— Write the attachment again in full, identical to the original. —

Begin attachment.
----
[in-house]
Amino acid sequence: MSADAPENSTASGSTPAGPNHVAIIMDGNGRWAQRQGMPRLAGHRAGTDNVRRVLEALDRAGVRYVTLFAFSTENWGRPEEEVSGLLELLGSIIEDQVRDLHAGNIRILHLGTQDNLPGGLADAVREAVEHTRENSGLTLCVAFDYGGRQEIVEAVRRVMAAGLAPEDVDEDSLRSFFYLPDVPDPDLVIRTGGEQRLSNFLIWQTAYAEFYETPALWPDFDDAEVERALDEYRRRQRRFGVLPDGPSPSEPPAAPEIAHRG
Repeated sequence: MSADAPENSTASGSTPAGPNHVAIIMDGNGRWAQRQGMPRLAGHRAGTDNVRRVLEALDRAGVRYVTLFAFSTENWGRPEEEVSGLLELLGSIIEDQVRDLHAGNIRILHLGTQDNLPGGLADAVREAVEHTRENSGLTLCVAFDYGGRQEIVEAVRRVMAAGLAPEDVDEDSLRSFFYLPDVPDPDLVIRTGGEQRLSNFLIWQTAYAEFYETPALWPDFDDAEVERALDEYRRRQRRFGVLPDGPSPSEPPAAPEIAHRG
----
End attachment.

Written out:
[in-house]
Amino acid sequence: MSADAPENSTASGSTPAGPNHVAIIMDGNGRWAQRQGMPRLAGHRAGTDNVRRVLEALDRAGVRYVTLFAFSTENWGRPEEEVSGLLELLGSIIEDQVRDLHAGNIRILHLGTQDNLPGGLADAVREAVEHTRENSGLTLCVAFDYGGRQEIVEAVRRVMAAGLAPEDVDEDSLRSFFYLPDVPDPDLVIRTGGEQRLSNFLIWQTAYAEFYETPALWPDFDDAEVERALDEYRRRQRRFGVLPDGPSPSEPPAAPEIAHRG
Repeated sequence: MSADAPENSTASGSTPAGPNHVAIIMDGNGRWAQRQGMPRLAGHRAGTDNVRRVLEALDRAGVRYVTLFAFSTENWGRPEEEVSGLLELLGSIIEDQVRDLHAGNIRILHLGTQDNLPGGLADAVREAVEHTRENSGLTLCVAFDYGGRQEIVEAVRRVMAAGLAPEDVDEDSLRSFFYLPDVPDPDLVIRTGGEQRLSNFLIWQTAYAEFYETPALWPDFDDAEVERALDEYRRRQRRFGVLPDGPSPSEPPAAPEIAHRG